1911 Encyclopædia Britannica/Ralph de Guader
|←Ralph||1911 Encyclopædia Britannica, Volume 22
Ralph de Guader
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|See also Ralph de Gael on Wikipedia; and our 1911 Encyclopædia Britannica disclaimer.|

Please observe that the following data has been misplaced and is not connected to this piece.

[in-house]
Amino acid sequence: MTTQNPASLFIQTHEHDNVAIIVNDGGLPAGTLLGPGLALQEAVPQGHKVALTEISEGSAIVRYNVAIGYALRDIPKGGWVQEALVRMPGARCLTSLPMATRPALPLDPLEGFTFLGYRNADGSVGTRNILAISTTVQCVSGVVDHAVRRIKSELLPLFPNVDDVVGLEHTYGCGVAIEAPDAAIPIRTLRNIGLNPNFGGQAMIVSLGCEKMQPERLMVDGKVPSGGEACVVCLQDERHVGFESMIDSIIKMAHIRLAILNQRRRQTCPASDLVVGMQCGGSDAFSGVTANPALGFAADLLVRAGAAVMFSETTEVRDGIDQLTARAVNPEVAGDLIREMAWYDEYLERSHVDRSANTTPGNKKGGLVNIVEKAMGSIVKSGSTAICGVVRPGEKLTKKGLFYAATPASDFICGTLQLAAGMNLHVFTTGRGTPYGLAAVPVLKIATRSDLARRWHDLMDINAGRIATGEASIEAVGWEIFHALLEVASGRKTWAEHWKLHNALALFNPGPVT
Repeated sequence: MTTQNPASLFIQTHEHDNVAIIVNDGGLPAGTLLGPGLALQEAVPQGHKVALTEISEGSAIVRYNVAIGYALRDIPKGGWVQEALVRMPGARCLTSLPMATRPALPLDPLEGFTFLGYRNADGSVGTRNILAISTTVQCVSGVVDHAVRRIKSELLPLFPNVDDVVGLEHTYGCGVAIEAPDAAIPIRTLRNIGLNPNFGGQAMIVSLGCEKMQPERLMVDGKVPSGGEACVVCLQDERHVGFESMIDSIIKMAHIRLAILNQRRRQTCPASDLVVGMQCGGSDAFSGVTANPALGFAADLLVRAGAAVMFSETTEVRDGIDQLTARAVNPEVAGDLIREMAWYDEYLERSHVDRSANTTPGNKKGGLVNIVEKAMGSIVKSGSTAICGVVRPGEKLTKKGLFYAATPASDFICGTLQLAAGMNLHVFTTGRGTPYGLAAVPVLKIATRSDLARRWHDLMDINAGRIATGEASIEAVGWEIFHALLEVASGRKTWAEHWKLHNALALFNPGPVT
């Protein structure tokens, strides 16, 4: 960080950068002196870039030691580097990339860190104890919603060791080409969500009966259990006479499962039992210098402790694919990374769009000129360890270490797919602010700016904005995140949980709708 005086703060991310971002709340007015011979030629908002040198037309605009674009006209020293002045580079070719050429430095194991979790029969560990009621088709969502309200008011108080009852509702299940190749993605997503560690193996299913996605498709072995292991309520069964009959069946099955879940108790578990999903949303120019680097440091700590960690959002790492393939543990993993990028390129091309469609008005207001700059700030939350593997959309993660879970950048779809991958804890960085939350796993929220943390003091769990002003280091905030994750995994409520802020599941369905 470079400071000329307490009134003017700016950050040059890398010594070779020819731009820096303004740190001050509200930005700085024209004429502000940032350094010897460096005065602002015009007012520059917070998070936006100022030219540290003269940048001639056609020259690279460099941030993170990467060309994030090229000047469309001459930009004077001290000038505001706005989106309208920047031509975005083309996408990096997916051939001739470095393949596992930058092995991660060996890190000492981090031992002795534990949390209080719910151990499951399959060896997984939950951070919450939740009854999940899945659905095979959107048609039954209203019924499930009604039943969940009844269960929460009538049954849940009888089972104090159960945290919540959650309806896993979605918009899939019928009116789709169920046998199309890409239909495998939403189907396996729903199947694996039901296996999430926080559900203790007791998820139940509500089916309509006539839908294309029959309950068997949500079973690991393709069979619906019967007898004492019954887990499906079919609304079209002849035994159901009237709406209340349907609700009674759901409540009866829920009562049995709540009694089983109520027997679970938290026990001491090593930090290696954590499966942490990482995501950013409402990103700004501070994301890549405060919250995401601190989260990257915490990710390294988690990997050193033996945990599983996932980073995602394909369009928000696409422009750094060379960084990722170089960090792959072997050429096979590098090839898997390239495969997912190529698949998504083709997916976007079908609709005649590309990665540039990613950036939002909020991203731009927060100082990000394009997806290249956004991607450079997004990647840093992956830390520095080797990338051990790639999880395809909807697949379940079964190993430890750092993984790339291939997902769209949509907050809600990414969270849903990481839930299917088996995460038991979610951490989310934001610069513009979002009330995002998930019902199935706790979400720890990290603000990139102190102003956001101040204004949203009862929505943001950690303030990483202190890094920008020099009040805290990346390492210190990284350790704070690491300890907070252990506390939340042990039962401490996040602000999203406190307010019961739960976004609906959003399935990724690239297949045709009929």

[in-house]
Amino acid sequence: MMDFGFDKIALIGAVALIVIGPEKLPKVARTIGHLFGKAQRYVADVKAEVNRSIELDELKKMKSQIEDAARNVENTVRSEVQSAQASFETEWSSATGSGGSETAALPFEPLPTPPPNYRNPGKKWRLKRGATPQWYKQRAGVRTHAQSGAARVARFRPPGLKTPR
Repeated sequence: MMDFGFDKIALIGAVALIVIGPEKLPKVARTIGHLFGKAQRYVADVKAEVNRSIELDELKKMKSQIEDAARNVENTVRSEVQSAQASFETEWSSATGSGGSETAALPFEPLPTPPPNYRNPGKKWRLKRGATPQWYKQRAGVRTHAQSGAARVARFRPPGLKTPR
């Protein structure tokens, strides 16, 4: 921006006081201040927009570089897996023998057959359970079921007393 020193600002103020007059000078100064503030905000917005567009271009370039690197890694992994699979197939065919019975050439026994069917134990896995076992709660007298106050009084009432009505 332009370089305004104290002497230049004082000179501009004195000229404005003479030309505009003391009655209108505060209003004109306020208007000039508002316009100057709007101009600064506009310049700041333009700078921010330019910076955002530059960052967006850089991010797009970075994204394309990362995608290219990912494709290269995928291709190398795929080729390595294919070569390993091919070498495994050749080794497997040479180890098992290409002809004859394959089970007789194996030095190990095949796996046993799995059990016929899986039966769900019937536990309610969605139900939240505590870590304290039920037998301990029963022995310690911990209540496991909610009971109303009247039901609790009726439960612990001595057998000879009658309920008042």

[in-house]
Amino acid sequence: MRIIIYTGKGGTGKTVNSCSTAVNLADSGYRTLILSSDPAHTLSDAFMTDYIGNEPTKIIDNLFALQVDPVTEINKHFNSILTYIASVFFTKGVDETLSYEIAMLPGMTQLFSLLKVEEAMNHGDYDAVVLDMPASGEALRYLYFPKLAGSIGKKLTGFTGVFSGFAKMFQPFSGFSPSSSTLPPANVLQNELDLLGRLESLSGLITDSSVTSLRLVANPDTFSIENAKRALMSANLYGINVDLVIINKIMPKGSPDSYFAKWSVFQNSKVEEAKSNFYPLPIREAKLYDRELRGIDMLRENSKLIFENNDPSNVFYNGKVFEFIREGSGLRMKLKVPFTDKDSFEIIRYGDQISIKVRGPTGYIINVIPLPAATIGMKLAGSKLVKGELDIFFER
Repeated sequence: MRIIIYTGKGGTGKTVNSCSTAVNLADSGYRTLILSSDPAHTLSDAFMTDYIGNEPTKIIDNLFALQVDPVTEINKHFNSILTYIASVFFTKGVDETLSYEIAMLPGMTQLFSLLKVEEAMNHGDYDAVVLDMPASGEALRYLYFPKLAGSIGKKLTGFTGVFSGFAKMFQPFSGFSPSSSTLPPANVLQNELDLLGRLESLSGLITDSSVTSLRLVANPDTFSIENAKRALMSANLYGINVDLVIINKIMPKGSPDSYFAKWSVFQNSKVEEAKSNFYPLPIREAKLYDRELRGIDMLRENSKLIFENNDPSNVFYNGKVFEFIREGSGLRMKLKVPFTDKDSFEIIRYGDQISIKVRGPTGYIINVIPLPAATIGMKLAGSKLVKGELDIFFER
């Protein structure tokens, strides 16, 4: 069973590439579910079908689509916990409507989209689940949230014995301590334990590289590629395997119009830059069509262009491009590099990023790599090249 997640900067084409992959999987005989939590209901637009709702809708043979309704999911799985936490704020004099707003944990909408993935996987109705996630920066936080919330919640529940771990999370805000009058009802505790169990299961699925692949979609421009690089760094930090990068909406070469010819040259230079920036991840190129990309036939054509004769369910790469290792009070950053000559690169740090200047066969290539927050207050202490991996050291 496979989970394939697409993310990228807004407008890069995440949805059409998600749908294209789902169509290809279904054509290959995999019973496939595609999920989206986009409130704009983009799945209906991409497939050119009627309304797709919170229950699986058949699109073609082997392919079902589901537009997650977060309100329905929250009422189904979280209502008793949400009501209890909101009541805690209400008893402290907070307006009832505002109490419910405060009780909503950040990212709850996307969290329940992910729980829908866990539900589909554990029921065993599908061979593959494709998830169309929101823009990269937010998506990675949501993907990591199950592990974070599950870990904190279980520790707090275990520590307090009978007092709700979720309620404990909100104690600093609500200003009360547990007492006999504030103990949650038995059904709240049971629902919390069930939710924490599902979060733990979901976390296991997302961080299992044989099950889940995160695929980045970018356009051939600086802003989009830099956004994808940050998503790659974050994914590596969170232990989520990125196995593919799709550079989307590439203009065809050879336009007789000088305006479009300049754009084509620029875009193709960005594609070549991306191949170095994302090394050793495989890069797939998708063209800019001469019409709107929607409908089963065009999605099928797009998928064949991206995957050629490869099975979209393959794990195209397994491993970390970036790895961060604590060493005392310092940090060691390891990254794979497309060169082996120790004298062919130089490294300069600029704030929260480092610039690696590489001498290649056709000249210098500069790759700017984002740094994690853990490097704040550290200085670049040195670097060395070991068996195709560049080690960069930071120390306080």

RALPH DE GUADER, earl of Norfolk (fl. 1070), was the son of a Norman who had held high positions in East Anglia, perhaps that of earl, in the reign of Edward the Confessor (c. 1055). His son Ralph fought on the Norman side at Hastings, and was made earl of Norfolk by William the Conqueror. In 1075 the king's refusal to sanction his marriage with the sister of Roger, earl of Hereford, caused the two earls to revolt. They were easily defeated, though Ralph sent to Denmark for ships and went there himself to fetch them. Ralph forfeited his English lands, and took refuge n Brittany on his wife's estate. In 1076, having plotted against Duke Hoel of Brittany, he was besieged at Dol, and the Conqueror came to Hoel's aid; but Ralph finally made his peace. Both he and his wife took part in the first crusade (1099), and died on the road to Palestine.